Andy Walker

For close to three years, Sky View Farms and owners Alex and Logan Docherty have faced a number of charges under both federal and provincial laws relating to a 2016 fish kill in Clyde River.

The case has been high profile given the fact Alex was chair of the PEI Potato Board when the incident happened and his wife, Valerie, is a former cabinet minister. The Docherty family has spent a significant amount of money battling the charge through the court system and they have prevailed with a not guilty verdict in the most serious charge under the Fisheries Act.

Over 40 members of the industry turned out for the court proceedings July 3. Judge Nancy Orr had earlier ruled evidence obtained by the Crown without a search warrant was not admissible in court. Brandon Forbes, who has represented the Docherty's throughout the proceedings, then asked the judge for a directed verdict. Given the lack of evidence from the Crown, Judge Orr delivered her not guilty verdict.

The verdict is certainly a victory for the rule of law and welcome by the agriculture community. Nobody should be above the law and that includes those whose job it is to enforce it. Whether it proves to have a long-term impact on how federal and provincial authorities deal with the agriculture community in the wake of fish kills is yet to be determined.

This case ended very differently than another lengthy legal battle that concluded last December when Brookfield Gardens was fined $15,000 under the Fisheries Act in relation to a fish kill in North River in 2014. The case originally went to trial in 2015 and Judge Orr ruled the company had taken all reasonable precautions to ensure no runoff from their carrot field entered the nearby river.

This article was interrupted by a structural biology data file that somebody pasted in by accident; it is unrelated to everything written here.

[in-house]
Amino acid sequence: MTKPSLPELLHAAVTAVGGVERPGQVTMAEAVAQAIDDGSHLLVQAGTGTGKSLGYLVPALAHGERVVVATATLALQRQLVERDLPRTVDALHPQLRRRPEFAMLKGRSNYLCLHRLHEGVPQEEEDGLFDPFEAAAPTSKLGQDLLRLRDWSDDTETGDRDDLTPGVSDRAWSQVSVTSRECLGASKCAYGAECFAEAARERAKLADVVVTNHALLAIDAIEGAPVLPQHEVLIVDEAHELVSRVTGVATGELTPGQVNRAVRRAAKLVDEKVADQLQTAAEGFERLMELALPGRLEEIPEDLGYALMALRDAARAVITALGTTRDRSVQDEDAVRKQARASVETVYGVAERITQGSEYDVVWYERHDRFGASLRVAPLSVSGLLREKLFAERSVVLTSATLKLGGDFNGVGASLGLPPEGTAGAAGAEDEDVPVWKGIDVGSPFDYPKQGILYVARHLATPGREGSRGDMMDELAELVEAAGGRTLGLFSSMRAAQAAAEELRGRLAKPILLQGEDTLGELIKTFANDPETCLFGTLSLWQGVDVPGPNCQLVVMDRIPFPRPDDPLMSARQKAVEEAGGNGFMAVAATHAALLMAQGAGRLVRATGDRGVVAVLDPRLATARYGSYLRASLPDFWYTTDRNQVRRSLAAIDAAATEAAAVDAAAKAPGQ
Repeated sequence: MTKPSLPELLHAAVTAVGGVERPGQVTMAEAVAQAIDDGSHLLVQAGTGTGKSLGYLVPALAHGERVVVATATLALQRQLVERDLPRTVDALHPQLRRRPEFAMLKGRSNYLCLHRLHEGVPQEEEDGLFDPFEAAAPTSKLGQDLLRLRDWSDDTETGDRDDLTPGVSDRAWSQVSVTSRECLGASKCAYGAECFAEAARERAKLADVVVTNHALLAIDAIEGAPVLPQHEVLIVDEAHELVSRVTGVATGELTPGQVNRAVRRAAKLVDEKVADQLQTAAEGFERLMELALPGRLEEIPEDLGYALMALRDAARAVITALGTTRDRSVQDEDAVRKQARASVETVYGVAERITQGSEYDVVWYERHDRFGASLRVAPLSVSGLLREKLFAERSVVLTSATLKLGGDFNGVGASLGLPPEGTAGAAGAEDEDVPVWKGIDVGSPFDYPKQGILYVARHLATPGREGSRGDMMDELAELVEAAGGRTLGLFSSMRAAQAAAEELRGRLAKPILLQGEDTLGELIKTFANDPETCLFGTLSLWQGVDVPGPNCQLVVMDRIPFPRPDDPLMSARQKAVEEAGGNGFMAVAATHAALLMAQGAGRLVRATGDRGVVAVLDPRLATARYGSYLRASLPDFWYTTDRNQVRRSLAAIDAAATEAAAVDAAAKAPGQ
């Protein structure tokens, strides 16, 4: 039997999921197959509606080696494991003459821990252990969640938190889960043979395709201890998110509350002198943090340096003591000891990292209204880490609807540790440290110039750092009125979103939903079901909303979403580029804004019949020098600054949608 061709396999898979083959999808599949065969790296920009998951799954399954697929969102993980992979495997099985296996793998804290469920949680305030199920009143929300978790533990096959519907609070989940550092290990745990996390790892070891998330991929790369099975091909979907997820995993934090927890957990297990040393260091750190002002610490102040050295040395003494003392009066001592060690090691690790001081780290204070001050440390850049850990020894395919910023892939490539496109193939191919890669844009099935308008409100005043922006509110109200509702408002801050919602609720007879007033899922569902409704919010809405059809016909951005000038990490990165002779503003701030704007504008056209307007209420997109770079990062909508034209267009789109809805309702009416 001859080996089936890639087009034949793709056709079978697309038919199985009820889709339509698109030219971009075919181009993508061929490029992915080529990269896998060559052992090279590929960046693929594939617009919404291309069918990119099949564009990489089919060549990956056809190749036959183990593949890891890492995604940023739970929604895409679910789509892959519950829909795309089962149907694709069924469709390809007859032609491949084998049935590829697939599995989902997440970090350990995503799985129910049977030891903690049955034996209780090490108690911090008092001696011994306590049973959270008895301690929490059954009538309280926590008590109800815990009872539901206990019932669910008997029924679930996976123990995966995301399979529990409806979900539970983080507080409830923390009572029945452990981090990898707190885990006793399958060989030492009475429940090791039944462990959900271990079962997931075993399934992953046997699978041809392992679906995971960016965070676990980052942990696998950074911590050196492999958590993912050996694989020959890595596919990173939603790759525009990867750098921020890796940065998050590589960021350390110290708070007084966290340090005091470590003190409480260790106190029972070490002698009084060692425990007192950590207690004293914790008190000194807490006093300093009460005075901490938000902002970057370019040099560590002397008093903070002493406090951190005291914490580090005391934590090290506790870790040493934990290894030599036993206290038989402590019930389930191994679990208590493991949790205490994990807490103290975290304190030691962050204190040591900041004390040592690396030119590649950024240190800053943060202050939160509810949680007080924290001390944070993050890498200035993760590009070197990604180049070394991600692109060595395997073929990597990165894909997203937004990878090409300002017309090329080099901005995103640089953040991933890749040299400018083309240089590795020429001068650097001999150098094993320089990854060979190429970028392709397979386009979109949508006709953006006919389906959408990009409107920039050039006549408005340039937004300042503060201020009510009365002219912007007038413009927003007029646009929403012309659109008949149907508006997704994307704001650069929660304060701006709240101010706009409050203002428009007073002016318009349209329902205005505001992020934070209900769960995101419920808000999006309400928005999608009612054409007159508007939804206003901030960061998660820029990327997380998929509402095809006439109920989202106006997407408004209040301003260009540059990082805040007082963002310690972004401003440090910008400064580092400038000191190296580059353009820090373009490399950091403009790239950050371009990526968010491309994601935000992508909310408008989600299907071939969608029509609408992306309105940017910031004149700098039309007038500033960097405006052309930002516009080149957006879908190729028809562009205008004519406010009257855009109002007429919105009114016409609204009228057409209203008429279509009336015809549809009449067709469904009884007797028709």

However, the province appealed the decision to the Supreme Court and Judge Nancy Key ordered a new trial. Brookfield Gardens challenged that ruling in the PEI Court of Appeal but Key's decision was upheld. In that case, a Crown lawyer brought in from British Columbia to prosecute the case argued for a fine of $175,000.

The farming community came out in force on that occasion as well, and the PEI Federation of Agriculture argued for a new approach to dealing with such cases in an era of climate change. The fish kills that served as the foundation in both these cases were the result of extremely heavy rain within a short time period-- something that is happening more and more frequently.

Many outside the industry may see the federation call as a way to let farmers off the hook so to speak, but nothing could be further from the truth. In both these cases, there was little the farm in question could do differently-- it was simply a case of too much rain over too short a time frame and the water had to go somewhere.

The federation made little progress with the previous administration. Perhaps things will now be different with a minority government that prides itself on consultation and working together to overcome challenges.

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